HC Deb 27 January 1993 vol 217 cc1023-4
3. Mr. David Martin

To ask the Secretary of State for the Environment what estimate has been made of the effect of the housing measures announced by the Chancellor in his autumn statement on the housing market since then.

The Secretary of State for the Environment (Mr. Michael Howard)

The Housing Corporation now estimates that these measures will allow housing associations to buy about 17,000 properties in England by the end of March. A further 3,500 purchases will be made possible through cash grants to tenants. Taken together with the recent substantial fall in interest rates, this package should certainly have a very positive impact on the housing market.

Mr. Martin

Will my right hon. and learned Friend consider further measures to encourage rented family housing? Will he examine again the Rent Acts and Housing Acts, which, over many generations, have kept for shelter the rationing and queues which, for food and clothing, were swept away years ago by private enterprise?

Mr. Howard

We have made substantial progress in sweeping away those restrictions that have so long impeded progress in improving and increasing the rented sector in the housing market. I confirm to my hon. Friend that I am always anxious to consider further measures.

Mr. George Howarth

When the Secretary of State reconsiders the package, will he pay attention to the plight of people who bought former council houses, such as the "no fines" houses. Such people often now live in totally unsatisfactory, damp and inadequate properties, and have no means whereby they could afford to bring those properties up to proper standards. Will the Secretary of State consider extending the programme, perhaps to include mandatory grants?

Mr. Howard

Of course, in certain circumstances grants are available and people in those circumstances can apply for those grants, which will help them to improve the conditions in which they live.

Sir Michael Neubert

Does my right hon. and learned Friend agree that welcome as the measures in the Chancellor's autumn statement are, they tend to give the greatest benefits to major contractors and large-volume house builders? What help can he offer small and medium-sized building businesses facing not only the ravages of recession but unequal competition from the legal activities of those who operate below the VAT ceiling and can charge 17.5 per cent. less on bills, and the illegal activities of the black economy where it is a case of "cash down and no questions asked"?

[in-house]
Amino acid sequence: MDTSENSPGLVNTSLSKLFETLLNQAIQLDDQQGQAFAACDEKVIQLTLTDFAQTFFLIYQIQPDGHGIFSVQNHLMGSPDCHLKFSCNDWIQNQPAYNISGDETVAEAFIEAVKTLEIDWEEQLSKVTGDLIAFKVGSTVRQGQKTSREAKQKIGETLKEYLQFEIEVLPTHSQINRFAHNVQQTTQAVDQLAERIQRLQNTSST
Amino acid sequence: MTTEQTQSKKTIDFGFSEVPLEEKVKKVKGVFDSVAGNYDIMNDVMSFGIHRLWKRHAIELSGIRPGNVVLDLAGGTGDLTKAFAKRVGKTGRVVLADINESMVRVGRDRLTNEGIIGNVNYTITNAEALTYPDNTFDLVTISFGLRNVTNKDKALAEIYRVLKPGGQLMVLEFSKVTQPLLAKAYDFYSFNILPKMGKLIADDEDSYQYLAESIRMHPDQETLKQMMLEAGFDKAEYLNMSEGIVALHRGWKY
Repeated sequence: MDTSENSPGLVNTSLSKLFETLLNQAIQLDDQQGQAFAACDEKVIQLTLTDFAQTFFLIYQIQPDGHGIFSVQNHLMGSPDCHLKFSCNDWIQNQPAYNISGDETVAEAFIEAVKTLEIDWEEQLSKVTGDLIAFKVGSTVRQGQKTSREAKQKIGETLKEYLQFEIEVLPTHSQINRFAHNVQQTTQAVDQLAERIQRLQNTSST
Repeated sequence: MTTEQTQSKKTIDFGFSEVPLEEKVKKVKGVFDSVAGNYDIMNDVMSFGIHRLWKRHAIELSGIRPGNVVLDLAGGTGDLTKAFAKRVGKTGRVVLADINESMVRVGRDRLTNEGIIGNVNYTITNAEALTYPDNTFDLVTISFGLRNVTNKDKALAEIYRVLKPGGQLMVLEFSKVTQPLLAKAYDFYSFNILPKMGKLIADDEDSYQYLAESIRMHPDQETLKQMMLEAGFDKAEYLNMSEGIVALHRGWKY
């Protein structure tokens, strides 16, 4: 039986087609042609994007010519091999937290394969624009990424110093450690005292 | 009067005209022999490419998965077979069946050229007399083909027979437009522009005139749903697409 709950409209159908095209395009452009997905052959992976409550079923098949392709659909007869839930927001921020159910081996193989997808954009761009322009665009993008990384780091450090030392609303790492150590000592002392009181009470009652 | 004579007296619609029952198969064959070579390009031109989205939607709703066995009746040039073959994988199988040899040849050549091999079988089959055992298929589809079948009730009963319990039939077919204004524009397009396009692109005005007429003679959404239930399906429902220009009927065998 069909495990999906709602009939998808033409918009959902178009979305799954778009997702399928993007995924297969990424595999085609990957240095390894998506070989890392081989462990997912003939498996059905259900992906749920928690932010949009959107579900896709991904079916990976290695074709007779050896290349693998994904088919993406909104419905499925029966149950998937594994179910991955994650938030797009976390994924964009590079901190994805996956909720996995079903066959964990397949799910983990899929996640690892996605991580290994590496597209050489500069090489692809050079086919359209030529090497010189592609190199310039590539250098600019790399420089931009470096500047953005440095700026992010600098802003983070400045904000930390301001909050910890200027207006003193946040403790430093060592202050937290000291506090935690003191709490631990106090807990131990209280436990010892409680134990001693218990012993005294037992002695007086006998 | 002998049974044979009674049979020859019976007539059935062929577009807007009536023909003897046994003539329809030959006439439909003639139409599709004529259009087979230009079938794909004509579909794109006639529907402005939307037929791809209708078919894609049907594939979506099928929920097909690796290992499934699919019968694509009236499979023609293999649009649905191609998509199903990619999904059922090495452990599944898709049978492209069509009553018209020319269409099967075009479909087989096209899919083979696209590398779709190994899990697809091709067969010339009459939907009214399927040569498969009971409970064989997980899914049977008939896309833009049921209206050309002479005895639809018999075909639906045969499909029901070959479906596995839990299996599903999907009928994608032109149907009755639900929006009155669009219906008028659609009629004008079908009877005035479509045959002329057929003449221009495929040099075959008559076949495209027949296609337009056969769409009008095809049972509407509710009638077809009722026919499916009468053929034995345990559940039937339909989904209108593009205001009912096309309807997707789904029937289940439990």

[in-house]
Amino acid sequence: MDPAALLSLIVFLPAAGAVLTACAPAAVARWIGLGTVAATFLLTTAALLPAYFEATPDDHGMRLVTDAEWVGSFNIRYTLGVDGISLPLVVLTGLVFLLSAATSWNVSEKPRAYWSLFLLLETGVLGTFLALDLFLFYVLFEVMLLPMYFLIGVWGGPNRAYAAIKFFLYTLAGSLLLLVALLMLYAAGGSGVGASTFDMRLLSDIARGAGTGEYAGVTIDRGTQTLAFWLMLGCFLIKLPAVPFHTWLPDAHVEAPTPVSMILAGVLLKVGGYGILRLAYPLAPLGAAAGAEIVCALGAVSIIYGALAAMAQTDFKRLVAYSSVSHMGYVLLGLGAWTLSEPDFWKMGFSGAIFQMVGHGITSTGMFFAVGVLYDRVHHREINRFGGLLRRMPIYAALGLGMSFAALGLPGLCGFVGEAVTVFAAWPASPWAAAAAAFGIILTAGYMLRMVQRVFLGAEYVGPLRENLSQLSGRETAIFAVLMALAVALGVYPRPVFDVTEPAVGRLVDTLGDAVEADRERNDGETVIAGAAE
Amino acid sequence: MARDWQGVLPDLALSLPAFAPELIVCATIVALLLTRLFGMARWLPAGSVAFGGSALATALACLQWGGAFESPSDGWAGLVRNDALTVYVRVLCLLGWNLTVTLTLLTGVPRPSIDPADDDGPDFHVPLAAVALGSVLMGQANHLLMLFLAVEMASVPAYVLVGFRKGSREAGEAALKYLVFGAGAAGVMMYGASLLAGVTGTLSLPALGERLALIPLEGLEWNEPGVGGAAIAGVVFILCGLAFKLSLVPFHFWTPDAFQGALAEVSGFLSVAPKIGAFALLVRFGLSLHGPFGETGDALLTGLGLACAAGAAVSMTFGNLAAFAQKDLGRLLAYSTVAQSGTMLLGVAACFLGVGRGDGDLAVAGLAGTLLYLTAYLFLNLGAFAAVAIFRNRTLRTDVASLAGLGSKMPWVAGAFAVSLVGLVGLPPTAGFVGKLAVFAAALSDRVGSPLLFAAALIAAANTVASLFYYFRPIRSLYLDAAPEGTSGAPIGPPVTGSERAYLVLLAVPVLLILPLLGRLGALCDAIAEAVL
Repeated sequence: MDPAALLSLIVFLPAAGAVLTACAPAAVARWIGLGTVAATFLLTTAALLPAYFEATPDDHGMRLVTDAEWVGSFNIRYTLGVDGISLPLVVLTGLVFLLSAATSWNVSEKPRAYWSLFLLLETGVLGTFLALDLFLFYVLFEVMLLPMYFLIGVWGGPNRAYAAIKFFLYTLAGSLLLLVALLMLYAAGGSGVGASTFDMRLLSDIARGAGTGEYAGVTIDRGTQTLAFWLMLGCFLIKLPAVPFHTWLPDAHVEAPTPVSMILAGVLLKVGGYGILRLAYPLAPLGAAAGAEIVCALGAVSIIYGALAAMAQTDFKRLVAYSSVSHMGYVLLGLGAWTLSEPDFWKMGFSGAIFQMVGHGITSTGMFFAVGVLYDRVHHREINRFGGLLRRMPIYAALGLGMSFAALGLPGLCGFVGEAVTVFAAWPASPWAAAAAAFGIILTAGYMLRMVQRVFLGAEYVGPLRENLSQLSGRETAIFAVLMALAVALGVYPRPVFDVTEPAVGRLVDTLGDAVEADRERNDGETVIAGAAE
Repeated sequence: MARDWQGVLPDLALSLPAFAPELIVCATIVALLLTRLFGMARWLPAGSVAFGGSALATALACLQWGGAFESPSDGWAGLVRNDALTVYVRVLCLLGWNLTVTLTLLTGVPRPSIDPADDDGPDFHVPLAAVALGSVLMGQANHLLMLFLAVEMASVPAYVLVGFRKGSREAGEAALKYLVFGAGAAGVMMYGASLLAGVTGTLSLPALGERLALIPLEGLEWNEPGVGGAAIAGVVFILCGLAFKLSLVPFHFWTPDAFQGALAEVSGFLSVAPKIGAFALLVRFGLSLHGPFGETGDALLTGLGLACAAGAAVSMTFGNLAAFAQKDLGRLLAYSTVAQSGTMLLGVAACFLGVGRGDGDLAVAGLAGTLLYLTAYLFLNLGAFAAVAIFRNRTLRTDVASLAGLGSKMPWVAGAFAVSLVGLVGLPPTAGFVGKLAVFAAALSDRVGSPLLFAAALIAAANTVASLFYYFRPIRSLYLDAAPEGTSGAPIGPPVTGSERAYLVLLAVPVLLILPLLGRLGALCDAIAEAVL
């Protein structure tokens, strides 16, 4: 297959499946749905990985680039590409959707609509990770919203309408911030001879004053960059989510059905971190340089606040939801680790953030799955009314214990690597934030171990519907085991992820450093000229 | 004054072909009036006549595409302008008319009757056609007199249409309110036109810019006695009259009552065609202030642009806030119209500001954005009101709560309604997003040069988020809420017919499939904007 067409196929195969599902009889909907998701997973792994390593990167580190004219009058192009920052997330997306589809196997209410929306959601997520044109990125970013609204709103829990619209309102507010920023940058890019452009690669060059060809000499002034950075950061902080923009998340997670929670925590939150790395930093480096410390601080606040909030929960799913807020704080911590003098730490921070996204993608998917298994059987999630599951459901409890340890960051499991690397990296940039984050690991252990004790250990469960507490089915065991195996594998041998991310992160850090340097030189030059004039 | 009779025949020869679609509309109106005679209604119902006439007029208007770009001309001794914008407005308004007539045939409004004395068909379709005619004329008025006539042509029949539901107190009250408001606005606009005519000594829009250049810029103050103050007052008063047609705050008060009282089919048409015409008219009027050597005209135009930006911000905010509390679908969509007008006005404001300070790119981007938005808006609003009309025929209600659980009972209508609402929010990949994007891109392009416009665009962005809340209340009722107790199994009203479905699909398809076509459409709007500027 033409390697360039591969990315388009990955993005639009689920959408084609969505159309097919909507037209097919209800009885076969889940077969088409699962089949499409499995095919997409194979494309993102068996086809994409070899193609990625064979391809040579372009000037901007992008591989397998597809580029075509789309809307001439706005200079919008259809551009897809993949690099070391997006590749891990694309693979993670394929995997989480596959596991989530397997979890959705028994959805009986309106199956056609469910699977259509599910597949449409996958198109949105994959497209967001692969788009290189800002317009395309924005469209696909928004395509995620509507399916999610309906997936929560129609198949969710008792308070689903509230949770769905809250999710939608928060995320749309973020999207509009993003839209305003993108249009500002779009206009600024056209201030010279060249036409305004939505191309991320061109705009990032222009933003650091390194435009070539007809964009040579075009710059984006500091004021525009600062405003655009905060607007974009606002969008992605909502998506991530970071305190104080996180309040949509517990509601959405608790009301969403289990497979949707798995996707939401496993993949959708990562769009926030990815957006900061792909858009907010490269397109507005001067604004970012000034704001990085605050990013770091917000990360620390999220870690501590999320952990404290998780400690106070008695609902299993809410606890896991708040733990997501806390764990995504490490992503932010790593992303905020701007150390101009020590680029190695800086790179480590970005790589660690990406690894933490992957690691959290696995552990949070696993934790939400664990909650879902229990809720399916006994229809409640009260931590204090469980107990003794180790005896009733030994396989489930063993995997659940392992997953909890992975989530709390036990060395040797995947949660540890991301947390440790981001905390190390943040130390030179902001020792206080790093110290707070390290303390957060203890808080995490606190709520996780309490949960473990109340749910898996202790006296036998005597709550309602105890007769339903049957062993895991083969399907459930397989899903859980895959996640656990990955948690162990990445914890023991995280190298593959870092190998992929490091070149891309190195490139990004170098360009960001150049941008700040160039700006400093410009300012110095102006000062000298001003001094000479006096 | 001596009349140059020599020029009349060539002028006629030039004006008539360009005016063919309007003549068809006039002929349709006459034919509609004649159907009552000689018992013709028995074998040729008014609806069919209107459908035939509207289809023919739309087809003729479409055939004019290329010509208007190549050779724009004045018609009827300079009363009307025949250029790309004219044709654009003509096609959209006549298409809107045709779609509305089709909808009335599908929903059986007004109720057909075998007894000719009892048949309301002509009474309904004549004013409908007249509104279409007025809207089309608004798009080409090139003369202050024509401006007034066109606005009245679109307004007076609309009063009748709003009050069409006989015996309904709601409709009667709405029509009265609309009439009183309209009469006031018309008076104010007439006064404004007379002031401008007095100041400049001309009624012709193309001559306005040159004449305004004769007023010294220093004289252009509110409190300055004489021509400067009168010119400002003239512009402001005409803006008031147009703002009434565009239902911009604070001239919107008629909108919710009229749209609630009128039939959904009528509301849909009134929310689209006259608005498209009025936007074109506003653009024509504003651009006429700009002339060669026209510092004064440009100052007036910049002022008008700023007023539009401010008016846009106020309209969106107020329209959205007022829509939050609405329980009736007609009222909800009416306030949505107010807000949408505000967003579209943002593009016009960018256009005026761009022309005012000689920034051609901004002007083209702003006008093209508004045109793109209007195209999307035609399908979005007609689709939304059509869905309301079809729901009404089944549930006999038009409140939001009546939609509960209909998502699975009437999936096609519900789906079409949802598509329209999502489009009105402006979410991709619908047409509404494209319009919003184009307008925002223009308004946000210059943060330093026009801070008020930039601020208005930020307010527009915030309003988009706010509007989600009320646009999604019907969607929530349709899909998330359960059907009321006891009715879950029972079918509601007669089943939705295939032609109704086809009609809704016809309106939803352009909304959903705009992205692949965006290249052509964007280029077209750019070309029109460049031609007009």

Mr. Howard

I am, of course, anxious that any illegal activities such as those referred to by my hon. Friend should be brought to an end. Any information that my hon. Friend and those to whose complaints he referred possess will be carefully considered by the appropriate authorities.

The purpose of the autumn statement package was to improve the condition of the housing market in general, and I believe that it is having a positive impact on the market.

Mr. Battle

Does the Secretary of State agree that it is a bit premature to talk about a housing market recovery on the day we learn that mortgage arrears have shot up by 28 per cent. and more than 147,000 families with arrears of more than 12 months are staring eviction in the face? Will he confirm that the Prime Minister is to introduce cash handouts for mortgage deposits to get the housing market going? Would it not be better for him to address the real problem? People fear that they are a pay check away from redundancy, so they dare not risk long-term commitments. Rising unemployment is undermining the housing market. Will the Secretary of State confirm that every working day since 1989 more than 600 building workers have lost their jobs? Without tackling unemployment by investment, the Government have no hope of tackling the housing crisis.

Mr. Howard

I am astonished by the hon. Gentleman's question. He began by referring to the increasing numbers of people who are in arrears on their mortgages. Does he not understand that if we persuade the building societies not to evict people and not to go for repossession orders, the inevitable consequence is that the number of people in their properties but in arrears will increase?

Why does the hon. Gentleman not refer to the news out today that the number of repossessions has fallen by 9 per cent. over the past year? Why does he not refer to the views of the director-general of the Council of Mortgage Lenders, who has said that the worst is now over? When will the Labour party stop its deliberate campaign of obstructing recovery and driving our recovery into recession?